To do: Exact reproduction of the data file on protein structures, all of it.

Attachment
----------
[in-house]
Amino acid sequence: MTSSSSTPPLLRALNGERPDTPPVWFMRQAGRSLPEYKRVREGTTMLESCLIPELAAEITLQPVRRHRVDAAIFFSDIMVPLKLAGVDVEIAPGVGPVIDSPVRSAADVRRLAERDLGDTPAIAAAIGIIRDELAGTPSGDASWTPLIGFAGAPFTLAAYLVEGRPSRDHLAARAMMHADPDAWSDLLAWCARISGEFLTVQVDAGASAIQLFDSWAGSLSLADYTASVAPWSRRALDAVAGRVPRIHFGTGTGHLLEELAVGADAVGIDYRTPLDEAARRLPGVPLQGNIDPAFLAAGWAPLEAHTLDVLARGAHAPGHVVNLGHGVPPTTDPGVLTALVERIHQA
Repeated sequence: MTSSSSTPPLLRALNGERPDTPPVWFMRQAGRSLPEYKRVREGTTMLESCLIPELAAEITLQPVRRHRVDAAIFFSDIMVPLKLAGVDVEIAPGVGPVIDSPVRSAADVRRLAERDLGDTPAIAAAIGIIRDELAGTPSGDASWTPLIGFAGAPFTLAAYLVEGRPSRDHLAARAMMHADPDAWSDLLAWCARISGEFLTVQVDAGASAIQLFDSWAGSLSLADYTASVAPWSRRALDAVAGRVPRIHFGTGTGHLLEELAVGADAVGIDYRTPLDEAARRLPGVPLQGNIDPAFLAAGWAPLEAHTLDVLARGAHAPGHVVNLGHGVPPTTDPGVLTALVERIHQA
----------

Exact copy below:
[in-house]
Amino acid sequence: MTSSSSTPPLLRALNGERPDTPPVWFMRQAGRSLPEYKRVREGTTMLESCLIPELAAEITLQPVRRHRVDAAIFFSDIMVPLKLAGVDVEIAPGVGPVIDSPVRSAADVRRLAERDLGDTPAIAAAIGIIRDELAGTPSGDASWTPLIGFAGAPFTLAAYLVEGRPSRDHLAARAMMHADPDAWSDLLAWCARISGEFLTVQVDAGASAIQLFDSWAGSLSLADYTASVAPWSRRALDAVAGRVPRIHFGTGTGHLLEELAVGADAVGIDYRTPLDEAARRLPGVPLQGNIDPAFLAAGWAPLEAHTLDVLARGAHAPGHVVNLGHGVPPTTDPGVLTALVERIHQA
Repeated sequence: MTSSSSTPPLLRALNGERPDTPPVWFMRQAGRSLPEYKRVREGTTMLESCLIPELAAEITLQPVRRHRVDAAIFFSDIMVPLKLAGVDVEIAPGVGPVIDSPVRSAADVRRLAERDLGDTPAIAAAIGIIRDELAGTPSGDASWTPLIGFAGAPFTLAAYLVEGRPSRDHLAARAMMHADPDAWSDLLAWCARISGEFLTVQVDAGASAIQLFDSWAGSLSLADYTASVAPWSRRALDAVAGRVPRIHFGTGTGHLLEELAVGADAVGIDYRTPLDEAARRLPGVPLQGNIDPAFLAAGWAPLEAHTLDVLARGAHAPGHVVNLGHGVPPTTDPGVLTALVERIHQA